The government has secured US$3.5 billion in temporary debt relief on official obligations to G20 creditors through Dec. 31, 2021. The agreement modestly alleviates Pakistan's external debt service over the same period, although it represents only a small share of its total external public indebtedness. Critically, the Pakistan government has maintained that it has no intention to seek debt relief or restructuring on its commercial debt.

Combined support from Pakistan's international partners remains crucial in meeting its external financing needs over the coming years. That said, the country's external position has stabilized over the past two years. The agency estimate Pakistan’s current account deficit has improved to 0.6% of GDP in fiscal 2021, from 4.8% the year before and 6.1% in fiscal 2018. Whereas the deficit initially narrowed on significant import compression, the lower shortfall has been more recently driven by higher remittance inflows.

S&P expects Pakistan's current account deficit to rise as oil prices increase and import demand recovers from fiscal 2022 onward. Nevertheless, it does not see the deficit rising toward its 2018 level, and instead forecast that it will remain modestly below 3% of GDP.

Pakistan's external financing and indebtedness metrics have moderated in line with its lower current account deficit in fiscals 2020 and 2021. However, gross external financing needs remain elevated, at more than 100% of current account receipts and usable foreign exchange reserves at the end of fiscal 2021, and it expects this to remain the case over the next few years. “We deduct approximately US$6.5 billion from gross reserves owing to the central bank's borrowing position from the domestic commercial banking sector and bilateral partners. Pakistan's usable reserves have improved considerably over the past three years, rising from a low of just US$2.4 billion in fiscal 2019 to around US$14 billion as of June 2021,” it said.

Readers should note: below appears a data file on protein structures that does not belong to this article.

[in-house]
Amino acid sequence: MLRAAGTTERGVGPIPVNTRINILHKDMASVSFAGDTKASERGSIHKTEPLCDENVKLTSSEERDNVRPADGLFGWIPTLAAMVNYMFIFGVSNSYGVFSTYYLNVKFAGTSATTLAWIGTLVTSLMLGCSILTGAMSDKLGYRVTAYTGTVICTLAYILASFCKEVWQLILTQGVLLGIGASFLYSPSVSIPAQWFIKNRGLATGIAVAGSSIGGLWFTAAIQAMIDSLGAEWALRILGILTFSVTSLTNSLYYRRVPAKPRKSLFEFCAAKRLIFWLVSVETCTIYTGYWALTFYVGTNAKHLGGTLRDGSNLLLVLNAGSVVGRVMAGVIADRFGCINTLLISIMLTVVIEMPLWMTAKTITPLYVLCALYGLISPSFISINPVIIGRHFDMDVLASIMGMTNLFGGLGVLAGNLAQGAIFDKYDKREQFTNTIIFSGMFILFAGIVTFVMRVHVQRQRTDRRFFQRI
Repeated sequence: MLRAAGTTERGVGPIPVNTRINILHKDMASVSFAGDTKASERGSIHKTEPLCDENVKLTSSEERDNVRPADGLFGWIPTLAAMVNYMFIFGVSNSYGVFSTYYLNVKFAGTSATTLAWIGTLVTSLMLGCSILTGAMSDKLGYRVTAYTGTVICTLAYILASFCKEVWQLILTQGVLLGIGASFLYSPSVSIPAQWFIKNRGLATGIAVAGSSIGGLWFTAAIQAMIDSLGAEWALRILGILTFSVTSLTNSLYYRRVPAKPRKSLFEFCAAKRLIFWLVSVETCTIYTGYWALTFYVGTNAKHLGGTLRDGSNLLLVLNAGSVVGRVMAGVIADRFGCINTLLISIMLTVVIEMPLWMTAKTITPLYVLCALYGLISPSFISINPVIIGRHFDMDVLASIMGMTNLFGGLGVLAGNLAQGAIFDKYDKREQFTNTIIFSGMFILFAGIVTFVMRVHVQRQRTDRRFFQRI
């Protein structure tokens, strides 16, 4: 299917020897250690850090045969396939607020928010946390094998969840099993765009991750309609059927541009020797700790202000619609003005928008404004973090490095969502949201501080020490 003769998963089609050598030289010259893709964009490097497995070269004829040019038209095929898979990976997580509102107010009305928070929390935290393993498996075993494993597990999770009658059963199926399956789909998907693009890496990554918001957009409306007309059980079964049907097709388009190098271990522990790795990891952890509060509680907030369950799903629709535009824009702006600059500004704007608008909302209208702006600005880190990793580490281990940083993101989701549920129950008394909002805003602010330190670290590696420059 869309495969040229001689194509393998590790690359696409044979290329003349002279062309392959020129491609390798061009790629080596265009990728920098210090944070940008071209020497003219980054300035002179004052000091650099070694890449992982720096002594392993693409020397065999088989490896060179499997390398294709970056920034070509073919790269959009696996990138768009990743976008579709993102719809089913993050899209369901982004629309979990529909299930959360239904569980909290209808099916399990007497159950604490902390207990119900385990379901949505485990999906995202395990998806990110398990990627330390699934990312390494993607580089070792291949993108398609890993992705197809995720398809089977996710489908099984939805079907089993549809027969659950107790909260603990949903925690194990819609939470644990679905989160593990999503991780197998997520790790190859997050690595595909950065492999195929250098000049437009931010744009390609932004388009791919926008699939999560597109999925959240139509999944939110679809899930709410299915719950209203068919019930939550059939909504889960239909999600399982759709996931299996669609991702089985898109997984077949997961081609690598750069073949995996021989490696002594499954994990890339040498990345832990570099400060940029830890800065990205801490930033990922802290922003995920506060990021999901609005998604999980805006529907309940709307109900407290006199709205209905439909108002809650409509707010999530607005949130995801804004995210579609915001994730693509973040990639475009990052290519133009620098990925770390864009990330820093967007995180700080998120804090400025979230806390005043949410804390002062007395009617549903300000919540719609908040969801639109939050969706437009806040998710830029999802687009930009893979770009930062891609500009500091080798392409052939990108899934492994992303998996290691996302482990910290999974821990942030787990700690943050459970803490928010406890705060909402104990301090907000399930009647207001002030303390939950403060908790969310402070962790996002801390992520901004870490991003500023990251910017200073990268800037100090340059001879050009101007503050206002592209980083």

The US-based agency expects the central bank to continue to gradually pare down its short position over the coming years, which would enhance the quality of its gross reserves. Pakistan's external indebtedness remains very high, with narrow net external debt forecast to average more than 140% of current account receipts over the next few years. Although external aid is helping to meet immediate external financing requirements, it will also add to the debt stock.

Pakistan's banking system is relatively small by international standards, with total bank assets comprising approximately 60% of GDP. “We do not have a Banking Industry Country Risk Assessment on Pakistan. However, its banking system appears stable, reflecting adequate liquidity and strong capitalization. Combining our view of Pakistan's government-related entities and its financial system, we assess the country's contingent fiscal risks as limited. That said, at more than 20% of total system assets, Pakistan's banking system bears an outsized exposure to the sovereign,” it added.

It believes the State Bank of Pakistan's (SBP) autonomy and performance have strengthened since the setup of a monetary policy committee for rate-setting in January 2016. The SBP's interest rate corridor helps the monetary transmission mechanism by providing directions for short-term market interest rates. The central bank has also allowed the Pakistani rupee to float more freely and to find its level over recent quarters, which should mitigate the risk of further external imbalances in the future.

Although national CPI inflation hit 11.1% year on year in April, it has receded somewhat since then on a rapid decline in food price inflation. Price levels have largely adjusted to the weaker rupee from the period prior to the pandemic. “We expect inflation to gradually decline from 2020 toward its long-term trend of about 6%. The government's commitment to end budget financing by the SBP starting July 2019 is assisting in cutting inflationary pressure over the long term,” S&P said.

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Posted on: 2021-08-30T18:57:00+05:00